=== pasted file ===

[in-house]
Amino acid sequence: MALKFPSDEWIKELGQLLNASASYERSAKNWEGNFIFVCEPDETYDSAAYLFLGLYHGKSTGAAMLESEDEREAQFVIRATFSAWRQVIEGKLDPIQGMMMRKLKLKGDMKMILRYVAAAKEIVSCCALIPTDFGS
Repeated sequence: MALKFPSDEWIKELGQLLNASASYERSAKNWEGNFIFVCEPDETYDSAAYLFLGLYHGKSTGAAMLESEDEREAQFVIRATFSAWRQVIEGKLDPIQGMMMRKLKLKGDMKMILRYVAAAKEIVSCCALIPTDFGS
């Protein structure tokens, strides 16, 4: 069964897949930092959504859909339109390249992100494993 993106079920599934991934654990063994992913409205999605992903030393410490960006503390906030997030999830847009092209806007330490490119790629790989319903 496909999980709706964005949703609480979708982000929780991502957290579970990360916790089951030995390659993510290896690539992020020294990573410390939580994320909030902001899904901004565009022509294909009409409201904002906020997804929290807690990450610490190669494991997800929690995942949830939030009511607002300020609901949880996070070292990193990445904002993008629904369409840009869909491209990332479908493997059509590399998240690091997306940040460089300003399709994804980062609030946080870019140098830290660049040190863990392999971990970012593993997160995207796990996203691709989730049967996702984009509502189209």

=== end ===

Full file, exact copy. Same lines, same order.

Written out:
[in-house]
Amino acid sequence: MALKFPSDEWIKELGQLLNASASYERSAKNWEGNFIFVCEPDETYDSAAYLFLGLYHGKSTGAAMLESEDEREAQFVIRATFSAWRQVIEGKLDPIQGMMMRKLKLKGDMKMILRYVAAAKEIVSCCALIPTDFGS
Repeated sequence: MALKFPSDEWIKELGQLLNASASYERSAKNWEGNFIFVCEPDETYDSAAYLFLGLYHGKSTGAAMLESEDEREAQFVIRATFSAWRQVIEGKLDPIQGMMMRKLKLKGDMKMILRYVAAAKEIVSCCALIPTDFGS
């Protein structure tokens, strides 16, 4: 069964897949930092959504859909339109390249992100494993 993106079920599934991934654990063994992913409205999605992903030393410490960006503390906030997030999830847009092209806007330490490119790629790989319903 496909999980709706964005949703609480979708982000929780991502957290579970990360916790089951030995390659993510290896690539992020020294990573410390939580994320909030902001899904901004565009022509294909009409409201904002906020997804929290807690990450610490190669494991997800929690995942949830939030009511607002300020609901949880996070070292990193990445904002993008629904369409840009869909491209990332479908493997059509590399998240690091997306940040460089300003399709994804980062609030946080870019140098830290660049040190863990392999971990970012593993997160995207796990996203691709989730049967996702984009509502189209």